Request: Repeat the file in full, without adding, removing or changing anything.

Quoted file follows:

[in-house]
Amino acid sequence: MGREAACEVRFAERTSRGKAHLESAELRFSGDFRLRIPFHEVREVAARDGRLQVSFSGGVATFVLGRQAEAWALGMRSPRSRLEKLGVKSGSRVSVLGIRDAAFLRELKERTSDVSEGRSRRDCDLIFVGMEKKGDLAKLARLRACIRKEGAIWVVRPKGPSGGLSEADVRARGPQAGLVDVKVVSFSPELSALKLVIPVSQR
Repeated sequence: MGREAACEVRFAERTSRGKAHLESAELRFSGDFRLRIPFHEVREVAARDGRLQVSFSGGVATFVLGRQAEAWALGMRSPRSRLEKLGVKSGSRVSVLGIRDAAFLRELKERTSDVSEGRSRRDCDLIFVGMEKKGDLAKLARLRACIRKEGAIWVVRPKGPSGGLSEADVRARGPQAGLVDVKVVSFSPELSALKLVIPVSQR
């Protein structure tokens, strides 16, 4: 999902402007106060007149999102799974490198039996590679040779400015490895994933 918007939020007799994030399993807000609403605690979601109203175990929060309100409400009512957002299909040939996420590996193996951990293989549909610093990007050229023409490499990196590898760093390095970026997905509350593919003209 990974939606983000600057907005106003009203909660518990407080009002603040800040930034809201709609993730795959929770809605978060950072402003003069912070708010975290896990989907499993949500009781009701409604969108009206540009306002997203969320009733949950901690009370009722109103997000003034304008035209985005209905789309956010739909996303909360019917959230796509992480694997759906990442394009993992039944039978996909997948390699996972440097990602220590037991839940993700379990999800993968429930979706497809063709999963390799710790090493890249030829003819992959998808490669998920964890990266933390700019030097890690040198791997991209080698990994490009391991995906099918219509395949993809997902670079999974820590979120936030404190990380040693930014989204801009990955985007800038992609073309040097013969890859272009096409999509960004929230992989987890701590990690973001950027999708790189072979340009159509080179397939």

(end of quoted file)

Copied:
[in-house]
Amino acid sequence: MGREAACEVRFAERTSRGKAHLESAELRFSGDFRLRIPFHEVREVAARDGRLQVSFSGGVATFVLGRQAEAWALGMRSPRSRLEKLGVKSGSRVSVLGIRDAAFLRELKERTSDVSEGRSRRDCDLIFVGMEKKGDLAKLARLRACIRKEGAIWVVRPKGPSGGLSEADVRARGPQAGLVDVKVVSFSPELSALKLVIPVSQR
Repeated sequence: MGREAACEVRFAERTSRGKAHLESAELRFSGDFRLRIPFHEVREVAARDGRLQVSFSGGVATFVLGRQAEAWALGMRSPRSRLEKLGVKSGSRVSVLGIRDAAFLRELKERTSDVSEGRSRRDCDLIFVGMEKKGDLAKLARLRACIRKEGAIWVVRPKGPSGGLSEADVRARGPQAGLVDVKVVSFSPELSALKLVIPVSQR
């Protein structure tokens, strides 16, 4: 999902402007106060007149999102799974490198039996590679040779400015490895994933 918007939020007799994030399993807000609403605690979601109203175990929060309100409400009512957002299909040939996420590996193996951990293989549909610093990007050229023409490499990196590898760093390095970026997905509350593919003209 990974939606983000600057907005106003009203909660518990407080009002603040800040930034809201709609993730795959929770809605978060950072402003003069912070708010975290896990989907499993949500009781009701409604969108009206540009306002997203969320009733949950901690009370009722109103997000003034304008035209985005209905789309956010739909996303909360019917959230796509992480694997759906990442394009993992039944039978996909997948390699996972440097990602220590037991839940993700379990999800993968429930979706497809063709999963390799710790090493890249030829003819992959998808490669998920964890990266933390700019030097890690040198791997991209080698990994490009391991995906099918219509395949993809997902670079999974820590979120936030404190990380040693930014989204801009990955985007800038992609073309040097013969890859272009096409999509960004929230992989987890701590990690973001950027999708790189072979340009159509080179397939």